The reputation of innocent people could be unfairly damaged if the Commission publicly acknowledges it has received a complaint as allegations maybe unsubstantiated and untested.
For this reason, it is preferable that allegations made to the Commission remain confidential unless the public interest in revealing that the allegation has been received outweighs an individual’s right to procedural fairness.
However, usually there is nothing to stop a complainant telling the media that an allegation has been made to the Commission.
The most appropriate time for the Commission to comment on any particular case is at the completion of an investigation.
The Guidelines are a legal instrument developed under section 30 of the CCM Act and apply to all public sector organisations (except WA Police, the Director of Public Prosecutions, the Inspector of Custodial Services and the Parliamentary Inspector).
The Guidelines are designed to hold public sector heads accountable for managing and addressing the risk of serious misconduct and corruption within their organisation. The Guidelines do not change the obligation on Principal Officers to notify the CCC of suspected serious misconduct, but they vary the timing requirement by which the notification is made.
The Guidelines assist public sector organisations to determine if an allegation is serious misconduct and, if so, what action they should take.
Only matters considered by the public sector organisation to be Category 1 (High Level) must be reported as soon as practicable. Category 2 (Mid-Level) can be reported within one calendar month and Category 3 (Low Level) must be reported on the completion of the action by the organisation to deal with the matter.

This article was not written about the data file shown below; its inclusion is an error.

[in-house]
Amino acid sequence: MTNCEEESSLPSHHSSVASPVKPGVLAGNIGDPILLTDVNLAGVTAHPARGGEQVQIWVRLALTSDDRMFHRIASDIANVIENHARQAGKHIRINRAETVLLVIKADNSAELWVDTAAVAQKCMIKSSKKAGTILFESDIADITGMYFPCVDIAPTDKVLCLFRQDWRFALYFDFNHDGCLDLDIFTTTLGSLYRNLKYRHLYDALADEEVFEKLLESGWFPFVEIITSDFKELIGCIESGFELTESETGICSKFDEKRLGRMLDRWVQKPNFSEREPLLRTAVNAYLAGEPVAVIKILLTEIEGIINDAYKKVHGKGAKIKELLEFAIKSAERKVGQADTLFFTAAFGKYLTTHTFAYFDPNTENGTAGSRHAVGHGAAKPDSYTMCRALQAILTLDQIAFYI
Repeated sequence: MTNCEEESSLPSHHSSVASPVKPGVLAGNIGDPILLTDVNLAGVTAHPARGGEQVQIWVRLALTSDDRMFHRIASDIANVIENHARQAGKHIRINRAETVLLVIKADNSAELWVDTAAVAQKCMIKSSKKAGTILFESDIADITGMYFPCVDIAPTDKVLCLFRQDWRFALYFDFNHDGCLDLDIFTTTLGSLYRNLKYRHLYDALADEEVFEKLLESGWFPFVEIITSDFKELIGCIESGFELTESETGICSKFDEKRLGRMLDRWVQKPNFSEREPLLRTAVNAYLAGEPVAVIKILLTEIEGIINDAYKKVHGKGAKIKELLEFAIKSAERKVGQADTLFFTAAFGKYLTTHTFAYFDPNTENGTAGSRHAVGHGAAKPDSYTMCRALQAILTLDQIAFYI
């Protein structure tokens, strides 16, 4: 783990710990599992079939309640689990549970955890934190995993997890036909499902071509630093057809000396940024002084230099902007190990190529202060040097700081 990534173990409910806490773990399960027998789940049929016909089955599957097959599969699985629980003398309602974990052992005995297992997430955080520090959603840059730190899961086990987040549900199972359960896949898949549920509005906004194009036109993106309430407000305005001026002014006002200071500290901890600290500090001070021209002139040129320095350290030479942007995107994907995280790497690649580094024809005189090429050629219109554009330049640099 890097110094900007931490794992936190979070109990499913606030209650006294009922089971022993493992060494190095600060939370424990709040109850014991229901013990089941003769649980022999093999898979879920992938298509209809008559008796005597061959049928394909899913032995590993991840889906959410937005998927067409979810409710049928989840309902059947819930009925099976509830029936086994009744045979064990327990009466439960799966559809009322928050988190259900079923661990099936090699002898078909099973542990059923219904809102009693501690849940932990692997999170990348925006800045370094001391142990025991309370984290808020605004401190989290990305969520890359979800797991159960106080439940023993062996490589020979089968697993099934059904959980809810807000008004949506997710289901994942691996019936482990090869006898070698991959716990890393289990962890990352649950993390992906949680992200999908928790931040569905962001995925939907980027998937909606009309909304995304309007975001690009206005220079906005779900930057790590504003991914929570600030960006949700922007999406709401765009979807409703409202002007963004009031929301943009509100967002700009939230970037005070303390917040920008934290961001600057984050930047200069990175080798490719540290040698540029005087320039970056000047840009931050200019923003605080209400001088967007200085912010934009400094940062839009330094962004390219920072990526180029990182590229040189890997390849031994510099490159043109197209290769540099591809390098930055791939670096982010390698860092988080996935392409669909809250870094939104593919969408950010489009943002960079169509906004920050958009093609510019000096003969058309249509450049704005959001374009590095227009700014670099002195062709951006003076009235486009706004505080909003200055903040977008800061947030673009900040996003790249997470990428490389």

The CCC has issued the Guidelines to enable it to allocate its resources to the areas of greatest risk in the sector.
Under section 28 of the CCM Act all Principal Officers of public authorities must notify the CCC in writing of any matter which they suspect on reasonable grounds concerns or may concern serious misconduct.
Where a matter includes both serious and minor misconduct allegations that are directly related or cannot be separated the CCC should be notified.
The requirement to notify applies to all State Government departments, organisations and statutory authorities, local governments, public sector boards and committees, public universities and government trading enterprises.
The duty to notify is paramount. For more information refer to the document entitled Guidelines for Notification of Serious Misconduct.
Matters of low-level discipline, misbehavior or employee relations issues which may be managed by employing authorities are outside the definition of misconduct under the CCM Act. Examples could include general human resources and performance management issues, grievances around employee relationships, and minor infractions of policies and procedures.
For more information or assistance please contact the CCC or PSC.
Minor misconduct should be significant enough that it could reasonably lead to termination of a public officer's employment.
Minor misconduct, as defined by section 4(d) of the CCM Act, occurs if a public officer engages in conduct that:
For more information or assistance please contact the PSC.
Serious misconduct in respect of WA Police includes all police misconduct and reviewable police action. For other public officers, serious misconduct occurs if a public officer:
For more information please refer to Fact Sheet No. 2 entitled Definition of Serious Misconduct.
A public officer is defined in the CCM Act by reference to section 1 of The Criminal Code . The term "public officer" includes all public sector employees; members of government boards and committees; local government elected officials and employees; employees of public universities; employees of public utilities and some volunteers.